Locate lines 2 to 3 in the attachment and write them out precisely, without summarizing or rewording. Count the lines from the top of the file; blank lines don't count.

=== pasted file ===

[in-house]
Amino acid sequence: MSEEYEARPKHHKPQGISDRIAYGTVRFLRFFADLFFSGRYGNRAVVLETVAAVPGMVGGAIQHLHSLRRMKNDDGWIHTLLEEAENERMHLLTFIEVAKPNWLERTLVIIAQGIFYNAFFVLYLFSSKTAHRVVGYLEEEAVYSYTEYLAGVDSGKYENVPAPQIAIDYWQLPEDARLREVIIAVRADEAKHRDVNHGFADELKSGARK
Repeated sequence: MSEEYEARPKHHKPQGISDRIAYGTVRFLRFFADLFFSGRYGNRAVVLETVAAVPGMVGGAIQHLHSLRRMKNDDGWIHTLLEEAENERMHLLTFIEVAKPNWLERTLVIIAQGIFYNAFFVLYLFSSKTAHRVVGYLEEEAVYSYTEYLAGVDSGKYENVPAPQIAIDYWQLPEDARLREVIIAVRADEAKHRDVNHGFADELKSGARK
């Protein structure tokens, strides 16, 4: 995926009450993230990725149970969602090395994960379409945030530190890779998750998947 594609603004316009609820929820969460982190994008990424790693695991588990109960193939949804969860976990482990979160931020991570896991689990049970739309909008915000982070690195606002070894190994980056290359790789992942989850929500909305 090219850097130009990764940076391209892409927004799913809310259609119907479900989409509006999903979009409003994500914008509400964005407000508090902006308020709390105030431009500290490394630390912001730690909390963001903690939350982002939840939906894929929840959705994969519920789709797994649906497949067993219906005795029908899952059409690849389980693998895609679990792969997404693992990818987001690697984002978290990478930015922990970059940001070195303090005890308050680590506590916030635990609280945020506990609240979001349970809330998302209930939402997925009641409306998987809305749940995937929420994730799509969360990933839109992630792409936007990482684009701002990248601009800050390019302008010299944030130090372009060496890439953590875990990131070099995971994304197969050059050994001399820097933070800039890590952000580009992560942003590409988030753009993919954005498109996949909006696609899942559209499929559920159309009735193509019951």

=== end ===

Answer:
Amino acid sequence: MSEEYEARPKHHKPQGISDRIAYGTVRFLRFFADLFFSGRYGNRAVVLETVAAVPGMVGGAIQHLHSLRRMKNDDGWIHTLLEEAENERMHLLTFIEVAKPNWLERTLVIIAQGIFYNAFFVLYLFSSKTAHRVVGYLEEEAVYSYTEYLAGVDSGKYENVPAPQIAIDYWQLPEDARLREVIIAVRADEAKHRDVNHGFADELKSGARK
Repeated sequence: MSEEYEARPKHHKPQGISDRIAYGTVRFLRFFADLFFSGRYGNRAVVLETVAAVPGMVGGAIQHLHSLRRMKNDDGWIHTLLEEAENERMHLLTFIEVAKPNWLERTLVIIAQGIFYNAFFVLYLFSSKTAHRVVGYLEEEAVYSYTEYLAGVDSGKYENVPAPQIAIDYWQLPEDARLREVIIAVRADEAKHRDVNHGFADELKSGARK